Let’s jump right in. No one wants to be in a prolonged care situation. It is a contingency like a MASCAL. Maybe even a subset of a MASCAL: Being overwhelmed with the complexity and severity of a single, critically ill or injured patient vs being overwhelmed by many patients. As discussed in yesterday’s post,
Commanders assume the risk to force for this contingency. They do this more readily for SOF Medics than for conventional units. PFC was initially created to shore up some of the deficiencies that remained in the training and experience provided to SOF Medics and Corpsmen even after 9+ months of training and hospital rotations. Some of the PFC JTS guidelines and our other recommendations reflect this in the acknowledgment of the increased scope of practice and increased frequency in which SOF Medics are placed in these situations where evacuation timelines are extended beyond doctrine and policy.
The conventional military medical system, starting with the ground medic, is designed to treat and evac quicker and adhere to the doctrinal timeline. Yes. Commanders can still assume risk and push an element past this but likely and rightfully so, with greater career and political consequences. As a prior 68w, I did this multiple times as a scout or infantry medic while deployed. Commanders were aware and informed. We mitigated risk as much as possible and kept the exposure to a minimum with several mitigation strategies.
Once the conventional Army planners and senior medical leaders contemplated potential contingencies and future conflict models and saw what we were doing they wanted in. Aside from some of the advanced skills, the scope of practice provided at Fort Sam covered the minimum category of the 10 essential PFC capabilities. Max Dodge wrote a great article on the topic in the Next Generation Combat Medic Blog:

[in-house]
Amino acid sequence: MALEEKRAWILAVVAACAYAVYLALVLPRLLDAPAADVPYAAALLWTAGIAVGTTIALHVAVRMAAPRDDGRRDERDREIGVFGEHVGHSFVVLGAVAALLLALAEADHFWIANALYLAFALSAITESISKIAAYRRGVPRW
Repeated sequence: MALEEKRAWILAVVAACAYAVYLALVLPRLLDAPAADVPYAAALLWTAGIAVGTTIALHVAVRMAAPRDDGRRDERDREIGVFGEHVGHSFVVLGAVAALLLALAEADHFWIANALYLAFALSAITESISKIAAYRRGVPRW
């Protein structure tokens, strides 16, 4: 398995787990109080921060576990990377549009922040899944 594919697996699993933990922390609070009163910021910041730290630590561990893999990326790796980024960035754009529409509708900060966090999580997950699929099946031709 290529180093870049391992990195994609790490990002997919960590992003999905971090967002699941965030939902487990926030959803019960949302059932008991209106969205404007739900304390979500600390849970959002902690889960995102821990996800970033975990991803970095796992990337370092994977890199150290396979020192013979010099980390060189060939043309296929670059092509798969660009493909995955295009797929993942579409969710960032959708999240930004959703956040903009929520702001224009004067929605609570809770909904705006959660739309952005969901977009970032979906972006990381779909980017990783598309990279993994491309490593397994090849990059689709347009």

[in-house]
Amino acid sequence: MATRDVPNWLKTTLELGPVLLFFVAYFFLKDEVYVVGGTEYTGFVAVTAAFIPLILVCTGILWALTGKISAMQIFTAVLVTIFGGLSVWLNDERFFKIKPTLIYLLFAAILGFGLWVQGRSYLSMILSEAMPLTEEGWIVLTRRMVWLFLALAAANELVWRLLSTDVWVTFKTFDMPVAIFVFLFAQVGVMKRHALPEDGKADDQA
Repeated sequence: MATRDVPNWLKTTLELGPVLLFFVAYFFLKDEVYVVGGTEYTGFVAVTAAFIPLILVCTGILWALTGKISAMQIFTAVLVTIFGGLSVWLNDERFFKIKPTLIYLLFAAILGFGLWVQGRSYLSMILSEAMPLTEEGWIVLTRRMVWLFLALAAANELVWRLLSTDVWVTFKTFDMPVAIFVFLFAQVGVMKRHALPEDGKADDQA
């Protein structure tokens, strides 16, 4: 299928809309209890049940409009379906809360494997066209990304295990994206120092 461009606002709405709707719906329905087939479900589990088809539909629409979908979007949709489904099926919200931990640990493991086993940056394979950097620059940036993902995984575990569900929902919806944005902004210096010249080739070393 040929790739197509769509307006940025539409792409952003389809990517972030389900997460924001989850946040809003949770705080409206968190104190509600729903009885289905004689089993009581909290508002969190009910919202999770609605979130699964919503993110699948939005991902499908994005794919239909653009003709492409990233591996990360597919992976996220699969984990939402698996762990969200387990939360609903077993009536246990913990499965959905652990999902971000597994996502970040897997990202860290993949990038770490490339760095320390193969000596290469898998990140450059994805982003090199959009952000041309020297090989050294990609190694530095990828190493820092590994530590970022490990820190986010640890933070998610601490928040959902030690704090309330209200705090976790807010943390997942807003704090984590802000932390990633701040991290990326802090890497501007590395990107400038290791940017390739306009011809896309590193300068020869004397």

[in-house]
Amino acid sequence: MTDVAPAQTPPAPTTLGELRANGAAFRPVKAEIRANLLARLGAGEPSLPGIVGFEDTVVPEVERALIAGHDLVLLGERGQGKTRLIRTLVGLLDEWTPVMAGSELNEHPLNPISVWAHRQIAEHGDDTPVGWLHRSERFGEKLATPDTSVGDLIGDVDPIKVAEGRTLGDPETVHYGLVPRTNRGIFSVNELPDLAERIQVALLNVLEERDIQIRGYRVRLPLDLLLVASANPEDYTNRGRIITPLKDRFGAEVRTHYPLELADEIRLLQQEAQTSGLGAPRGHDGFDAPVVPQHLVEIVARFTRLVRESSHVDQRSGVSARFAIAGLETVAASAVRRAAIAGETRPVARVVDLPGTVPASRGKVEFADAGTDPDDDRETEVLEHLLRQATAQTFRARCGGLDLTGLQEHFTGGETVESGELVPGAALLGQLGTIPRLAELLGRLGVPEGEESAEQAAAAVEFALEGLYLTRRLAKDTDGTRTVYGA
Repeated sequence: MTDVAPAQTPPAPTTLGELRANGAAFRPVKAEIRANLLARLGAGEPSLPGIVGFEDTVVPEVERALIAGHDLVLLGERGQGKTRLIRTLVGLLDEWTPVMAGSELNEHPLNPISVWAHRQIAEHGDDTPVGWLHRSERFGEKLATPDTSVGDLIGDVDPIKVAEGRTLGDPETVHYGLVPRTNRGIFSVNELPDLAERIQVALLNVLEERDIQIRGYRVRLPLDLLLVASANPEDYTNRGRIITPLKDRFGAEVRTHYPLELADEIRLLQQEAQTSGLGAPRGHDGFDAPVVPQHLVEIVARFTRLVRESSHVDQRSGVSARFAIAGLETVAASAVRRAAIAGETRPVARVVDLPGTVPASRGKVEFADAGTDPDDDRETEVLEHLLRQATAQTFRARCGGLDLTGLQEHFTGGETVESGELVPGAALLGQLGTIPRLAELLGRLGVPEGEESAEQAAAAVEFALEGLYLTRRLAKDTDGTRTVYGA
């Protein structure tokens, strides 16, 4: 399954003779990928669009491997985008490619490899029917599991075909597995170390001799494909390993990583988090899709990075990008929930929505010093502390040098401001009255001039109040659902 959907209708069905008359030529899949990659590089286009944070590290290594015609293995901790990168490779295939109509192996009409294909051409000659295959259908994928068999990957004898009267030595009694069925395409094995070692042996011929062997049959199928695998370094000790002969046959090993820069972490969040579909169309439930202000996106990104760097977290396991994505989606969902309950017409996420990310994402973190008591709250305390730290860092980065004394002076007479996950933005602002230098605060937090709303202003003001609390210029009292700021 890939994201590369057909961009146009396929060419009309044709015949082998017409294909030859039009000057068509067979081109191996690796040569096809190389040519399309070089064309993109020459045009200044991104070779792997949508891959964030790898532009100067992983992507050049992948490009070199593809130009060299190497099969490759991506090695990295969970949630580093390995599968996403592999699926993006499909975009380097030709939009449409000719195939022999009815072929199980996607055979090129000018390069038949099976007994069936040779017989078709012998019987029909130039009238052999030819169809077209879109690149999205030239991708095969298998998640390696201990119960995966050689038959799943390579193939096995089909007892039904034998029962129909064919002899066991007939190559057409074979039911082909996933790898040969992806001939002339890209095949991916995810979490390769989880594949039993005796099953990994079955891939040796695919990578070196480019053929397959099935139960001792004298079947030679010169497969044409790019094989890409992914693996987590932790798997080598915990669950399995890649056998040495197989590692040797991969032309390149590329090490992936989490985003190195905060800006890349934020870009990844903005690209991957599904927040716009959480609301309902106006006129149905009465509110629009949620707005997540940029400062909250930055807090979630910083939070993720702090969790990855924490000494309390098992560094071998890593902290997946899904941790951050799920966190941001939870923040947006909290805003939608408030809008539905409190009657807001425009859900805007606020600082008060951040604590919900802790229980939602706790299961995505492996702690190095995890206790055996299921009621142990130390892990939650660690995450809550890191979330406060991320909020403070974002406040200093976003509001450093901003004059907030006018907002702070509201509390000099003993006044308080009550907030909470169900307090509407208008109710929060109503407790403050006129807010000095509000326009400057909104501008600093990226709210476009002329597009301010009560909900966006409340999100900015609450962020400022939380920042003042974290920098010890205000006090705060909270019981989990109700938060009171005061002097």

We did the same in 2016 based on training being done by the 82nd for 68Ws in 1st Brigade.
From this, the Prolonged Casualty Care working group was formed along with a parallel effort to create a Prolonged Field Care curriculum per DoDi 1322.24.
The Navy, realizing their vulnerabilities, also wanted in but felt that their sailors did not work in the field so we dropped "field" and replaced it with "casualty" to be more inclusive. You're welcome Navy. The Navy does have different constraints and so some recommendations were shifted and included things like ventilators and other meds that fit easily on a ship with "endless" power that would be more prohibitive in a field setting. NATO and SOF still utilize the term PFC, for now.
The PCC working group is composed of members from all services and kept the tiered paradigm utilized by CoTCCC and the TCCC guidelines. Members from the original SOF working group and CoTCCC are represented to coordinate the recommendations as much as possible. As described by HR Montgomery at SOMSA last year, the PCC working group will likely get folded under the CoTCCC. We will remain here and n SOF to act as a hub for innovation and share lessons learned and emerging TTPs where they can then be better refined and studied for possible inclusion into official recommendations.
Some erroneously believe that PCC can somehow replace TCCC. That is ridiculous in that PCC/PFC are both built on the foundations of TCCC. Training should reflect this. Until mastery of TCCC, no one should be training PCC. That does not mean that no one should ever train on PCC though. Like training for a MASCAL response for a large number of patients, PCC training can help organize the chaos of a single complex patient until they can be evacuated to an appropriate facility and role of care.
The problem with PCC is that the breadth and depth are so wide and deep, training for PCC takes more time. Blunt trauma, burns, crush, TBI, tropical disease, envenomations, electrocutions, environmental injuries… The list goes on. Hitting the basics of each takes more than an afternoon like ironing out and rehearing a MASCAL response would. If time is very limited and TCCC is proficient, training should focus on the principles of PCC and ensure that references are readily available. Training can and should continue while deployed. Some of the best PFC podcasts that were never recorded were conversations had while deployed.